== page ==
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James Blackshaw - All is Falling

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Artist: James Blackshaw

Album: All is Falling

Label: Young God

Review date: Aug. 19, 2010

Man, freak folk blew. A nation of college kids growing out their beards and faking like they were mystical lumberjacks or faerie maidens, tra-la-laing on acoustic guitars with too much reverb on their vocals. As a particularly garrulous taxi driver once mouthed off to me, en route to a show, "I like my rock to bands to sound like they’ve already been laid." Thankfully, most of the big names who cut their teeth in that mid-decade feeding frenzy are either entertainingly crashing and burning (Devendra, Coco Rosie) or outgrowing the niche (Newsom). About time.

The formidable guitarist James Blackshaw, who along with the tragically-late Jack Rose helped to stoke a John Fahey et al revival, always belonged to that second camp — his music was never Urban Outfitters folk to begin with, just lucky enough to be in the right place at the right time. But on All Is Falling, one especially hears the distance: the album is a single extended, eight-part piece, a web of guitar arpeggios, plaintive piano, strings and vocals. It’s an impressive feat, ambitious and personal, and could serve to announce Blackshaw’s arrival as a singular voice, unbound from any transitory scene. Too bad it’s pretty weak.

His press release cites his "pointillistic" compositional technique, which on this release has apparently been "stretched to the max." I don’t think so. Pointillism presumes a revelation that can only come with wide vision, only after one has spent much time listening to the details and zooming out. Webern was pointillistic. Roy Lichtenstein, it has been argued, was pointillistic in that his pairings disoriented up close and fused from afar. Blackshaw, unfortunately, merely plays a lot of notes fast. Instead of those giants on culture, his melodies cringingly evoke nothing greater than Godspeed You! Black Emperor’s maudlin quiet-before-the-storm breakdowns. He even throws in some tacky "jud jud" low notes to up the epic factor.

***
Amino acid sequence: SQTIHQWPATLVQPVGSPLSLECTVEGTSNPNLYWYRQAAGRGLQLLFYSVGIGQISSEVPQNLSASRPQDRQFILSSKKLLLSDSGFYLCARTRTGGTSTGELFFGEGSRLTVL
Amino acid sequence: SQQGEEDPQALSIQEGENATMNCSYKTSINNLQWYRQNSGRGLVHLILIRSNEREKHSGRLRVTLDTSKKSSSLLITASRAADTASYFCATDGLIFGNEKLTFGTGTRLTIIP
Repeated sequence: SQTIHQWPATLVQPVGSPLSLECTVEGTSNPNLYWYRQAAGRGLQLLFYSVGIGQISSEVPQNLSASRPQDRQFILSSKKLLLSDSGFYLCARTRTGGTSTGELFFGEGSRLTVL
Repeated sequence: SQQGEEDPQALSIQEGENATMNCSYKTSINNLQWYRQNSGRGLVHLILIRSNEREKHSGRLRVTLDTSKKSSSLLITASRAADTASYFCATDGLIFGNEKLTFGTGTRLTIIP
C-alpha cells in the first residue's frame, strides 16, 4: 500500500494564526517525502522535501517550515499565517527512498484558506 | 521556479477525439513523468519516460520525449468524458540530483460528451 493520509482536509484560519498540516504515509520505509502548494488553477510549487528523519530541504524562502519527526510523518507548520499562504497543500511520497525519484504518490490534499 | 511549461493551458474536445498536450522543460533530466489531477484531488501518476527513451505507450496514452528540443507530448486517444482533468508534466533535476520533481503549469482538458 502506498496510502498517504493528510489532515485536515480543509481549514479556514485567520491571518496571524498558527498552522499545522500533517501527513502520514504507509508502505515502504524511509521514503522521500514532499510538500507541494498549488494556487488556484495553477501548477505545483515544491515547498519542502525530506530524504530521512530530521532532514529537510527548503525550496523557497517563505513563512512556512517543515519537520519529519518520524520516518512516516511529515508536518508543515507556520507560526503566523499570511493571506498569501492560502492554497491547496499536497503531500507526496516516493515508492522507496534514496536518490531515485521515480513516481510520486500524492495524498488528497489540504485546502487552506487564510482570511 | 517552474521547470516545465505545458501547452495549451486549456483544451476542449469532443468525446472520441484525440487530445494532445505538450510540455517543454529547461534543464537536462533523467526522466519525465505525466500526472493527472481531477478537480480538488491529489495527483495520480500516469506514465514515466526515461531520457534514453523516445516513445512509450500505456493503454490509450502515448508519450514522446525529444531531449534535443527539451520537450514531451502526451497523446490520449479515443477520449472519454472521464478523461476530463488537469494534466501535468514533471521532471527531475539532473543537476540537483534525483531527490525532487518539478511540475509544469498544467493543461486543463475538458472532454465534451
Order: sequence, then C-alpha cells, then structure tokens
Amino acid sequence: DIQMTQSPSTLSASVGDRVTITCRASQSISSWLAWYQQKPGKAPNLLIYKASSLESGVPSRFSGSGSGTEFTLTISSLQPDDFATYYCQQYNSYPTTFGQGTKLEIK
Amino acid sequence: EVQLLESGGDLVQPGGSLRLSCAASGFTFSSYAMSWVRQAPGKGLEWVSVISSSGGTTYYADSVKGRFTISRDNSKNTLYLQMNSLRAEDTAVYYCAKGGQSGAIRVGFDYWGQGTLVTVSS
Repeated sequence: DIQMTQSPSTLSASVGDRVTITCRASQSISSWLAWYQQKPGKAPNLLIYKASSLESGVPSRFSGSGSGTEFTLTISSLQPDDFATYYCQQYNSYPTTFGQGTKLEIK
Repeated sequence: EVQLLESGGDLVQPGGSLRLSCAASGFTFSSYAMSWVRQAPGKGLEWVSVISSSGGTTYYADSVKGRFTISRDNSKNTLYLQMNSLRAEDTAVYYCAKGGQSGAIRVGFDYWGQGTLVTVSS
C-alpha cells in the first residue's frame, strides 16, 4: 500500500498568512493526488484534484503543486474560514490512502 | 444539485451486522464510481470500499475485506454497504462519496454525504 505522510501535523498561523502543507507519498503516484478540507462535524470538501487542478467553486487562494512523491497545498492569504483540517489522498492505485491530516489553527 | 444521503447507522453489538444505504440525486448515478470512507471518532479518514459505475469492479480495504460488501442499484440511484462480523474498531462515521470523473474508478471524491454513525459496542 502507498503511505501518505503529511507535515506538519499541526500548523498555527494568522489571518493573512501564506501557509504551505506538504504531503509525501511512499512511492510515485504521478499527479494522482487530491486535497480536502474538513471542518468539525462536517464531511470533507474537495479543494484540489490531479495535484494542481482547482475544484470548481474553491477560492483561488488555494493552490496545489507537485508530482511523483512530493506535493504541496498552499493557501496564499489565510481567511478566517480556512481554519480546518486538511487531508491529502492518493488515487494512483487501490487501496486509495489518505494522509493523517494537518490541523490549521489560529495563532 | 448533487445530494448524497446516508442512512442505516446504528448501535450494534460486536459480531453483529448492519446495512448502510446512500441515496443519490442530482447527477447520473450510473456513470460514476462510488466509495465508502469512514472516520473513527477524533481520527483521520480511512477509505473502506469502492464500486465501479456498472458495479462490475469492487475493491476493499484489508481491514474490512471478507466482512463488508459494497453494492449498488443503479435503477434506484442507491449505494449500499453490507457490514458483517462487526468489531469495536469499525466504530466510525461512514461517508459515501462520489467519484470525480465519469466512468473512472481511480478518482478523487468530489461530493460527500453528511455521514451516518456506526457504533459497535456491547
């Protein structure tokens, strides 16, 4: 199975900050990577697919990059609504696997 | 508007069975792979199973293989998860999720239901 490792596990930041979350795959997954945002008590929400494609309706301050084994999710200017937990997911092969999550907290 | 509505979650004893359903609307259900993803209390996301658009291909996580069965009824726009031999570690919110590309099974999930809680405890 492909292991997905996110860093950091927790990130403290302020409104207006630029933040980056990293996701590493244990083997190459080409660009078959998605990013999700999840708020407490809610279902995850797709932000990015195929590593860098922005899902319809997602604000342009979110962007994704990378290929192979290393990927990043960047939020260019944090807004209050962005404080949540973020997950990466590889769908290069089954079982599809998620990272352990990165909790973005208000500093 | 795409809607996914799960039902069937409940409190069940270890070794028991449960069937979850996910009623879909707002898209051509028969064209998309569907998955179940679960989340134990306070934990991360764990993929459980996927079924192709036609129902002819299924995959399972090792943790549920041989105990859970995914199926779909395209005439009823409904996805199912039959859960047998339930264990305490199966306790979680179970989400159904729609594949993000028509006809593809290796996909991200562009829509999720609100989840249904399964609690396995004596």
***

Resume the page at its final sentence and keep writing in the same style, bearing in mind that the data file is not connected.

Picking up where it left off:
Predictably, the album opens quiet and gradually builds to a crescendo before ending with an ambient closer. We’ve been here many, many times before — it’s the go-to model for pretty much every lame jam session, as well as the musical equivalent to the narrative arc you may remember from that creative writing class you took in college. There are a few curveballs thrown in, some nods to Philip Glass’ vocal writing from Einstein On The Beach, as well as Indian classical music, but these barely count for anything, merely scratching those surfaces. The best of Glass’ work and Indian music nullify the predictable arc by working in ever-unfolding cycles, evoking eternity over the epic. Blackshaw’s melodic development, on the other hand, consists only of a series of motifs, each moody and windswept in pretty much the same way, none of which outstay their welcome or take you deeper. It’s a rollercoaster ride, with increasingly momentous climbs and drops that culminate in, of course, the Big One.

To his credit, that last big drop breaks form in an exciting way. Rather than the roaring power chords I was bracing myself for, Blackshaw employs overlapping string glissandos to create a dizzying texture that disorients more than it rages. It’s cool, although you would be forgiven for thinking of the "THX" sound effect. Still, it’s an interesting plunge, and infinitely more compelling than anything else on the record.

All Is Falling sounds mostly like the soundtrack to some teen drama, but for a moment it speaks to the adults in the audience. Blackshaw should skip the adolescent moodiness and dive deeper with this caliber of material. Here’s hoping for more.

By Daniel Martin-McCormick

Other Reviews of James Blackshaw


Waking Into Sleep

The Cloud of Unknowing

Litany of Echoes

The Glass Bead Game

Love is the Plan, the Plan is Death

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